Documentary 'KEDI' Focuses on Istanbul's Adorable Kittizens

Documentary 'KEDI' Focuses on Istanbul's Adorable Kittizens

Turkish director Ceyda Torun’s documentary about stray cats in Istanbul overwhelms with heartfelt humanity. And kittens. So many kittens!

In Istanbul, cats roam the streets as freely as humans. The feline citizens — “kittizens,” if you will — have distinctive personalities and are considered integral members of society. As an adult, Ceyda Torun remembers her furry childhood friends fondly and dedicated her first feature film to them.

Kedi focuses on seven cats in particular. When the film opens, the camera follows Sari, a slender, orange and white tabby with focused yellow eyes, as she hunts for food around Istanbul’s landmark Galata Tower. Instead of devouring the food left for her by her shopkeeper friend, Sari takes it, runs off, and burrows into a building, where an adorable litter of kittens greet her. 

A hunter and devoted mother, Sari is respected and loved by the patrons and shop owners in Galata Tower.

Some strays are more functional, like Aslan Parcasi, a grimy black-and-white long-haired fellow with green eyes who hunts and keeps rats away from Bosphorus, a famous restaurant by the shores. Though he also steals fish from the market, the fishermen and restaurant owners seem to love and welcome Aslan and consider him an essential part of their community.

The human citizens of Istanbul are never named, but their love for their four-legged kittizens is inspiring. By cooking 20 pounds of chicken for the strays in her neighborhood every day, one woman stopped suffering from panic attacks. An older gentleman feels indebted to a cat after his boat sank, and another felt caring for cats helped him recover after having a nervous breakdown. The interviewees joke that everyone has running tabs at veterinarians’ offices from caring for their feline compatriots.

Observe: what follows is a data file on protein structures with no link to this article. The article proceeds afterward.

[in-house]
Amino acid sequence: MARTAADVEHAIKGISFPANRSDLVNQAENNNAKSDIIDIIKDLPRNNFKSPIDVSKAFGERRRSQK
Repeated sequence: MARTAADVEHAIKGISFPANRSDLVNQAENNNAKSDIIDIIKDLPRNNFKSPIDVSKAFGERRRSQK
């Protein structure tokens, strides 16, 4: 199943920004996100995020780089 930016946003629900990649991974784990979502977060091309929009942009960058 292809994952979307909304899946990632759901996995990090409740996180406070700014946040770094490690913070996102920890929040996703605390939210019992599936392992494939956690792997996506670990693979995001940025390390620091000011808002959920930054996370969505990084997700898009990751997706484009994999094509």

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Some of the Kedi’s furry subjects have uncannily human qualities. A black-and-white short hair with jealous green eyes — affectionately known as Psikopat — has serious Resting Bitch Face and actually attacks other cats that approach her husband, who she abuses and bosses around mercilessly. Gamsiz, a long hair black-and-white stray with a kind demeanor, leaps up to a human actress’s balcony, stands sideways, knocks on her window like human, and struts into her home to eat her pet’s food. Duman, a fancy grey fella who carries himself like a prince, sought out the fanciest delicatessen in Nisantasi and paws on the window for his daily serving of manchego cheese and smoked turkey.

The love the citizens of Istanbul have for the city’s stray cats is part of their identity. The companionship and care they have for its kittizens brings out the best in its people, and though the rapidly developing city is slowly pushing these fierce felines out of their homes, these smart survivalists will adapt and thrive.

This heartwarming documentary will resonate with all audiences, regardless of whether they identify as a cat person or a dog person. Kedi proves that the loving animals ultimately reveals the humanity in everyone. 

Kedi is now screening at Metrograph and Lincoln Plaza Cinemas in New York City and will open on Los Angeles on February 17th with a national rollout to follow. It’s available for pre-order on Oscilloscope’s website

Written by Rebecca An

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